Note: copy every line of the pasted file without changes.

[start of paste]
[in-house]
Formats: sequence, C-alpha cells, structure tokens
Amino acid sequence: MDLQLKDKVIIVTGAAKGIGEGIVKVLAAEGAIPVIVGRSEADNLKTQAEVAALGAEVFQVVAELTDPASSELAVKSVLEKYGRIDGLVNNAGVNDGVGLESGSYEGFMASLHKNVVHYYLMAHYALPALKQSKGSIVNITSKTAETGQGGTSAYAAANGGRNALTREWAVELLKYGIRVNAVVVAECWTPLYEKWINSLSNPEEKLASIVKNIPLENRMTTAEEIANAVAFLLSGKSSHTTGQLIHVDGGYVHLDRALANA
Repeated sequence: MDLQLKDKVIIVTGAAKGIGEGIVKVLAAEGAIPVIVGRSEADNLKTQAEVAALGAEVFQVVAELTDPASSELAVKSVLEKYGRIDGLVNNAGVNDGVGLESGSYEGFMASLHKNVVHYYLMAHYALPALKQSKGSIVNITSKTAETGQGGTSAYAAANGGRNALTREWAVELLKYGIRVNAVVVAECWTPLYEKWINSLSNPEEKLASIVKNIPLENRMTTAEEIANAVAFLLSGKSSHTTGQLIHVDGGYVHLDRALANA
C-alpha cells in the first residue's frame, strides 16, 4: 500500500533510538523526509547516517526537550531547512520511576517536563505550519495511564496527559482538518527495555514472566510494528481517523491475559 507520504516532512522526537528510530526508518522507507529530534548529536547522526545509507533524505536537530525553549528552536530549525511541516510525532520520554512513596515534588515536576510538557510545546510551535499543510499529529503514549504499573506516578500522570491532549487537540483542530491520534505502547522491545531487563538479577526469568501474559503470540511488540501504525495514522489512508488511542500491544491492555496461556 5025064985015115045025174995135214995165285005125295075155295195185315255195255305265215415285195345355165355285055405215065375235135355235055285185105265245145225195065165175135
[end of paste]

[in-house]
Formats: sequence, C-alpha cells, structure tokens
Amino acid sequence: MDLQLKDKVIIVTGAAKGIGEGIVKVLAAEGAIPVIVGRSEADNLKTQAEVAALGAEVFQVVAELTDPASSELAVKSVLEKYGRIDGLVNNAGVNDGVGLESGSYEGFMASLHKNVVHYYLMAHYALPALKQSKGSIVNITSKTAETGQGGTSAYAAANGGRNALTREWAVELLKYGIRVNAVVVAECWTPLYEKWINSLSNPEEKLASIVKNIPLENRMTTAEEIANAVAFLLSGKSSHTTGQLIHVDGGYVHLDRALANA
Repeated sequence: MDLQLKDKVIIVTGAAKGIGEGIVKVLAAEGAIPVIVGRSEADNLKTQAEVAALGAEVFQVVAELTDPASSELAVKSVLEKYGRIDGLVNNAGVNDGVGLESGSYEGFMASLHKNVVHYYLMAHYALPALKQSKGSIVNITSKTAETGQGGTSAYAAANGGRNALTREWAVELLKYGIRVNAVVVAECWTPLYEKWINSLSNPEEKLASIVKNIPLENRMTTAEEIANAVAFLLSGKSSHTTGQLIHVDGGYVHLDRALANA
C-alpha cells in the first residue's frame, strides 16, 4: 500500500533510538523526509547516517526537550531547512520511576517536563505550519495511564496527559482538518527495555514472566510494528481517523491475559 507520504516532512522526537528510530526508518522507507529530534548529536547522526545509507533524505536537530525553549528552536530549525511541516510525532520520554512513596515534588515536576510538557510545546510551535499543510499529529503514549504499573506516578500522570491532549487537540483542530491520534505502547522491545531487563538479577526469568501474559503470540511488540501504525495514522489512508488511542500491544491492555496461556 5025064985015115045025174995135214995165285005125295075155295195185315255195255305265215415285195345355165355285055405215065375235135355235055285185105265245145225195065165175135